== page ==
Dubai hotels saw an average occupancy rate rise of 8.2 percent in the first quarter of 2012, boosting average daily rates (ADR) to nearly AED1,000, new figures have showed.
The emirate's ADR reached AED964.86 in Q1, an increase of nearly nine percent on the same period last year while revenue per available room (RevPAR) increase by 17.6 percent on the back of 86.6 percent occupancy rates, STR Global data said.
It showed that Dubai and Abu Dhabi benefited from a fairly similar demand growth, with Dubai growing by 11 percent and Abu Dhabi by 9.7 percent in Q1.
However, considering the supply growth since 2011, the impact on RevPAR performance has been quite different.
In Abu Dhabi since December 2011, the city has seen double-digit supply growth, reaching 16.7 percent in Q1 2012.
The additional room inventory resulted in declining occupancy by 6.0 percent to 64.1 percent. Abu Dhabi’s ADR during the first quarter of the year was AED633.85, a decrease of 11.7 percent compared to the previous year.
STR Global data showed that the major markets across the GCC reported mixed results in RevPAR following mostly positive performance for year-end 2011.
Jeddah and Al Khobar in Saudi Arabia both experienced continued RevPAR improvements during the first quarter of 2012.
Excluding Makkah and Madinah, Jeddah was the star performer in RevPAR growth for the first quarter, STR Global said, adding that the city benefited from demand growth (up 17.3 percent) and a temporary reduction of available rooms as the Westin Jeddah closed for refurbishment between October 2011 and summer 2012.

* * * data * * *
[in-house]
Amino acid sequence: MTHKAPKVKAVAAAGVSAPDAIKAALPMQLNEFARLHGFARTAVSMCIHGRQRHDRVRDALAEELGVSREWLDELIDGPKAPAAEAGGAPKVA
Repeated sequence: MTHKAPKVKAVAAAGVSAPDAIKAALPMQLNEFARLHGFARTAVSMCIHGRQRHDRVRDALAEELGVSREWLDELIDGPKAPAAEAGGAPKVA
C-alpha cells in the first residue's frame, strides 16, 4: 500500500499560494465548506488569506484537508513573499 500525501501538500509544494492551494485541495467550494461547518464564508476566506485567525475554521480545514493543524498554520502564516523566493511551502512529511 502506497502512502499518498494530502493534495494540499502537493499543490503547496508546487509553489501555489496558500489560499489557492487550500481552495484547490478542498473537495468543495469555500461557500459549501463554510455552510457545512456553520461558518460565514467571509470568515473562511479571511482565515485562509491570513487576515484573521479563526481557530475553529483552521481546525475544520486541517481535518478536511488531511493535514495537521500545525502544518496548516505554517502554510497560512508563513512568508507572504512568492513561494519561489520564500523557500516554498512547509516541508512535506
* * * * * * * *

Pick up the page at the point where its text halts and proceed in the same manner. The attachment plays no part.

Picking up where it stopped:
Al Khobar saw RevPAR in Q1 2012 increase to SR414.16 (up 18 percent), led by occupancy reaching 57.3 percent (up 13.4 percent) compared to the previous year.
Elsewhere in Saudi Arabia, Riyadh’s supply growth (up 11.5 percent) in Q1 2012 outpaced demand (up 3.1 percent). This resulted in an occupancy decline of 7.5 percent to 63.2 percent.
“The majority of markets across the GCC have weathered the recent storms fairly well”, said Elizabeth Randall, managing director of STR Global.
“We have seen demand growth for most markets in the region, highlighting the stronger underlying fundaments of stability and attractiveness to regional and international visitors.
"Increasing room inventory has been a dominant factor influencing performance in the past and will continue to do so as the region remains attractive for hotel owners and operators. Dubai and Abu Dhabi are interesting case studies to show how hotel markets can cope with balancing demand and supply."
In Doha, occupancy declined by 10.5 percent to 63.6 percent in Q1, led by double-digit supply growth (up 17.4 percent), which outpaced demand growth of 5.1 percent.
The competitive environment has led ADR to decline to QR827.8 (down 4.5 percent) in Q1 compared to the previous year.
Manama continued to see RevPAR performance declining to BD35.87 (down 9.0 percent) in Q1 2012, compared to the previous year.
While March 2012 saw an increase in occupancy (up 112.1 percent), the increase was from a low occupancy base in March 2011 of 21.2 percent. Demand for the destination improved 1.1 percent for the first quarter this year.
Kuwait saw occupancy reaching 57.3 percent (down 6.6 percent) in the first quarter. During the same period, ADR declined by 1.9 percent to KD63.00. Kuwait was the only market reporting a demand decline (down 5.0 percent) for the first quarter.
Whilst ADR declined by 7.3 percent to OR94.98 in Muscat, the city’s hotels saw occupancy reach 67.3 percent (up 3.5 percent) resulting from increased demand (up 8 percent) for the first quarter of 2012.
Muscat’s demand increase outweighed its supply increase of 4.3 percent.